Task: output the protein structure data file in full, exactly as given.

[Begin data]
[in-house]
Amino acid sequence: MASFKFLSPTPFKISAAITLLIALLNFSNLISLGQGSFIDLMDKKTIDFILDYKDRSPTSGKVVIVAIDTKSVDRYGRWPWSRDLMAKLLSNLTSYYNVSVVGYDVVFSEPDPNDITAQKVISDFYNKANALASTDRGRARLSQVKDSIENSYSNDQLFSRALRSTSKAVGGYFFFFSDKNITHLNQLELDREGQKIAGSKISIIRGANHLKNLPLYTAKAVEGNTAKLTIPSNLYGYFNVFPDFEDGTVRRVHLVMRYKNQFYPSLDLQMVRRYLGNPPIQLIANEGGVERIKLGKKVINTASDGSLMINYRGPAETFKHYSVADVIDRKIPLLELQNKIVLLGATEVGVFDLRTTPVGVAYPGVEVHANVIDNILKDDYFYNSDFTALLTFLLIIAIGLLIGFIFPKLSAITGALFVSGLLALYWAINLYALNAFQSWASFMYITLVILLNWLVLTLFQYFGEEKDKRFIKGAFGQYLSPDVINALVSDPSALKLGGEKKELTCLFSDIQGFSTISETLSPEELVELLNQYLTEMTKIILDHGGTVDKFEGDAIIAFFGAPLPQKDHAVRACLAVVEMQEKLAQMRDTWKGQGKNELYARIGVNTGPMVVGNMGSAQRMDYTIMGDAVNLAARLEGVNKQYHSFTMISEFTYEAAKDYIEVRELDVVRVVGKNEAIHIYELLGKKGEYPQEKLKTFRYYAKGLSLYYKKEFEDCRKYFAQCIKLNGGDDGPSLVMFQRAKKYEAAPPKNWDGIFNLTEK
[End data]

[in-house]
Amino acid sequence: MASFKFLSPTPFKISAAITLLIALLNFSNLISLGQGSFIDLMDKKTIDFILDYKDRSPTSGKVVIVAIDTKSVDRYGRWPWSRDLMAKLLSNLTSYYNVSVVGYDVVFSEPDPNDITAQKVISDFYNKANALASTDRGRARLSQVKDSIENSYSNDQLFSRALRSTSKAVGGYFFFFSDKNITHLNQLELDREGQKIAGSKISIIRGANHLKNLPLYTAKAVEGNTAKLTIPSNLYGYFNVFPDFEDGTVRRVHLVMRYKNQFYPSLDLQMVRRYLGNPPIQLIANEGGVERIKLGKKVINTASDGSLMINYRGPAETFKHYSVADVIDRKIPLLELQNKIVLLGATEVGVFDLRTTPVGVAYPGVEVHANVIDNILKDDYFYNSDFTALLTFLLIIAIGLLIGFIFPKLSAITGALFVSGLLALYWAINLYALNAFQSWASFMYITLVILLNWLVLTLFQYFGEEKDKRFIKGAFGQYLSPDVINALVSDPSALKLGGEKKELTCLFSDIQGFSTISETLSPEELVELLNQYLTEMTKIILDHGGTVDKFEGDAIIAFFGAPLPQKDHAVRACLAVVEMQEKLAQMRDTWKGQGKNELYARIGVNTGPMVVGNMGSAQRMDYTIMGDAVNLAARLEGVNKQYHSFTMISEFTYEAAKDYIEVRELDVVRVVGKNEAIHIYELLGKKGEYPQEKLKTFRYYAKGLSLYYKKEFEDCRKYFAQCIKLNGGDDGPSLVMFQRAKKYEAAPPKNWDGIFNLTEK